But I mean, I always wanted to write songs that people can easily remember. Even if you go back to Refused, there are a lot of catchy elements in it. And with Noise Conspiracy we have a lot of catchy songs. With Lost Patrol I took the pop-thing into the music and it’s just like I try to write this two minutes perfect Pop songs but in a Punk-Rock way.

It’s like The Ramones meets The Beatles!

That’s right, but…by the way this is a… compliment. It’s kind of the idea to take that Pop sensibility and just to play them a little bit faster and a little bit rougher than you know, a Pop band and the problem is when you write really simple songs sometimes people get really quickly tired of them. Compared to real complex songs with large arrangements and people need a long time to get through them.

Yeah, but too long and complex song are even more boring…

Yeah, that’s true, that’s why I write this kind of 2 minutes songs. Why should a song have more than 2:30 minutes? It depends which music you like for yourself. A Hardcore song with 2:30 minutes would be even too long…

What was the funniest thing that happens to you on this tour?

Oh, yesterday we’ve played a show in Magdeburg and this kiddy, I guess he was like… he was wearing a Korn T-Shirt which is first of all somehow strange for me, but let’s not getting into that… I mean, he was like super-excited dancing but after three songs he was like. “But why do you play such short songs! I want longer songs!” and I tried to explain to him that a Punk rock song is played really fast, like four-beat and you can’t play them longer than two minutes because then it gets really boring. When you play the same riff for 4:30 minutes no one wants to hear that. So, maybe it’s all about which scene you are from, I guess…

Maybe he didn't hear the record before?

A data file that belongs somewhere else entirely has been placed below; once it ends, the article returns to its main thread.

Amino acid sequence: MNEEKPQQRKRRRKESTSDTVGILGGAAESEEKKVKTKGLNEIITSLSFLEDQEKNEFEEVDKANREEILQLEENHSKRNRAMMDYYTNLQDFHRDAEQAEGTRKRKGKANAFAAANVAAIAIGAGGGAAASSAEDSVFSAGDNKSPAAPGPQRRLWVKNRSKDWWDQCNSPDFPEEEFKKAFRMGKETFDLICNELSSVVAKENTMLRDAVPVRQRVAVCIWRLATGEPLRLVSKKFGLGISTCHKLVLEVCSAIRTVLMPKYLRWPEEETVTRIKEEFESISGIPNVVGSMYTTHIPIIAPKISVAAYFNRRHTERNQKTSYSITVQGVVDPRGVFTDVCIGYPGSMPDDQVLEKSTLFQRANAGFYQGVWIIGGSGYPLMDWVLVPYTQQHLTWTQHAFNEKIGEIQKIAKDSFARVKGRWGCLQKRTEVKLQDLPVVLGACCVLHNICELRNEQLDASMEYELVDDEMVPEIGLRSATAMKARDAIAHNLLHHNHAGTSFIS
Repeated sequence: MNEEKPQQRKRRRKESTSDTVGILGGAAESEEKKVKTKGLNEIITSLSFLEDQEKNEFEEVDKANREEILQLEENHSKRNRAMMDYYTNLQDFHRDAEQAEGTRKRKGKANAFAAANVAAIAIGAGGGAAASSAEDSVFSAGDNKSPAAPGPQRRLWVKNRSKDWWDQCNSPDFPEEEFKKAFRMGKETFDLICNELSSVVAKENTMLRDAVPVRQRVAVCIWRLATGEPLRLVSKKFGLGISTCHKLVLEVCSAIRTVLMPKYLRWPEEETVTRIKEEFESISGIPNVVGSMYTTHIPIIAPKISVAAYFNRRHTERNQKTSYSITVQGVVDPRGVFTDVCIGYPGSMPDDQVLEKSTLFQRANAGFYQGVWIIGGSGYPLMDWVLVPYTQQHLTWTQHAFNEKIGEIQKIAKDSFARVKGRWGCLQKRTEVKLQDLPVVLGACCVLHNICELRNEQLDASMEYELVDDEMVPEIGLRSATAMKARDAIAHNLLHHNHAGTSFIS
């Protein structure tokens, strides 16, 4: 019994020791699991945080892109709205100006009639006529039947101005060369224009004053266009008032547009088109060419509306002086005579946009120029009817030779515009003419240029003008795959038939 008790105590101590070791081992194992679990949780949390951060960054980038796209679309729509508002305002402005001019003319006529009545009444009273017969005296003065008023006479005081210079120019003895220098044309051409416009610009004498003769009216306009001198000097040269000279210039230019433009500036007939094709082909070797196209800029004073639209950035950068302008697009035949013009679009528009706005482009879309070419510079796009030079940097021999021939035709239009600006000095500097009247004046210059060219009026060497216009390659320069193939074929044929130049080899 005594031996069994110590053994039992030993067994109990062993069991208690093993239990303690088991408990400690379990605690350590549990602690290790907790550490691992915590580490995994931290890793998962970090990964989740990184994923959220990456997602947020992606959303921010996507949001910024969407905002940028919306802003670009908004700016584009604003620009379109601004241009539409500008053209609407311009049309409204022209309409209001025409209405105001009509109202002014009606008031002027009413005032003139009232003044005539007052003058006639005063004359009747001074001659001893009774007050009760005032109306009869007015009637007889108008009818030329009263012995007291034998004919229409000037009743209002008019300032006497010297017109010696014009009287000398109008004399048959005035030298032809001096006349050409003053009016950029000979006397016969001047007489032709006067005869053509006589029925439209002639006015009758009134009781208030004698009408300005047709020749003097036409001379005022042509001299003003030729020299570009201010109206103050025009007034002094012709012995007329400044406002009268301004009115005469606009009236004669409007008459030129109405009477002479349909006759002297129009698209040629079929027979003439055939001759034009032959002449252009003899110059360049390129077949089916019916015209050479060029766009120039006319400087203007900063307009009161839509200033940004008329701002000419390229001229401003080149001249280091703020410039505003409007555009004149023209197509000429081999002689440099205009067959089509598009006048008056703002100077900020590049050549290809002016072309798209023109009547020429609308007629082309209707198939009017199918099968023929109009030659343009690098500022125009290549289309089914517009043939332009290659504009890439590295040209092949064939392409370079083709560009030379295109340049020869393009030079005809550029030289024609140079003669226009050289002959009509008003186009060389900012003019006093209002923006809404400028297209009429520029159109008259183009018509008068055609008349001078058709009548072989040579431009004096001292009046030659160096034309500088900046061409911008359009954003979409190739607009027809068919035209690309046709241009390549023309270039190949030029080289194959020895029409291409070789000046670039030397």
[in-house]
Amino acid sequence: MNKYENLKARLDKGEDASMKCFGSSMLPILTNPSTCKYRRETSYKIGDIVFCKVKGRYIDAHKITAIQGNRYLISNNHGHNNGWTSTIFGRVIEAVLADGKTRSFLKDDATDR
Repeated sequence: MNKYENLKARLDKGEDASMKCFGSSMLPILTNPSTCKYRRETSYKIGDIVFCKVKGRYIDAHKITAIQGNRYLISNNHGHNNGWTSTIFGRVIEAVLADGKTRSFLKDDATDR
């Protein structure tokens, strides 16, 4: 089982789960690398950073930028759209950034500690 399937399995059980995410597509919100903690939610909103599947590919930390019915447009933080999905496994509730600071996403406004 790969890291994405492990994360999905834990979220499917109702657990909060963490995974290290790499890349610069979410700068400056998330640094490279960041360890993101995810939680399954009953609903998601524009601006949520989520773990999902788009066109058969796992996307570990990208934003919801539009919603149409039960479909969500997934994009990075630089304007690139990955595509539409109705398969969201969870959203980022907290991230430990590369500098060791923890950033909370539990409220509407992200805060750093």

I don’t think he had any idea but he was really excited… That’s fun, I mean when we play with Lost Patrol it’s fun… people will see after two songs that it isn’t too serious. It’s not like… I don’t put on my serious face and talk about politics… it isn’t the same thing I do with Noise Conspiracy.

But at least you talk about politics? I couldn’t imagine that you don’t talk about it…

I do talk about politics, but not the whole time… basically I talk about everything that comes to my mind. With Noise Conspiracy I’ve got this show and you have the lyrics and with Lost Patrol it’s more like I say whatever I want.

I’ve even heard you said you want to stand out against the swedish government and no one of your friends wants to help you…

Some of them would help me, my friends even wanted to help me, but a lot of swedish bands didn’t wanted to help me…A lot of bands are just to scared to make signs when it comes to politics… because if you take signs that would mean that you have to defend your opinion and that you have to discuss about politics and some people might not buy your record… They just might be… I think it depends what you prefer; I think a lot people are afraid of… They worry about their careers. I stopped worrying about my career 18 years ago?! I just started to speak the whole time.

Another question concerning politics: Where do you see the combination of love and politics? The Lost Patrol Band combines both elements in a way.

I think if you are a person who thinks about politics, not only as a youth culture or something you do until you grown up than politics affect everything in your life. Politics will even affect you relation to your loved-ones and the people who are around you and I think that is very important… One of the important things was for me to say what’s on my mind, right now. And… sometimes you have to write about the girl and sometimes you have to write about politics that is just because, you know, that’s the way it is. There are pretty much two Lost Patrol records which are totally dedicated to love. But that’s why I was broken-hearted at this time and I was like “This is what I had to write about. If I would have been writing a song about the war in Iraq it just would be fake. I think it is important that you write what’s on your mind. I think with Lost Patrol it is easier to sing about that thing, because Noise Conspiracy more serious towards politics.

By the way, you mentioned several times the Noise Conspiracy record! Are you working on a new record?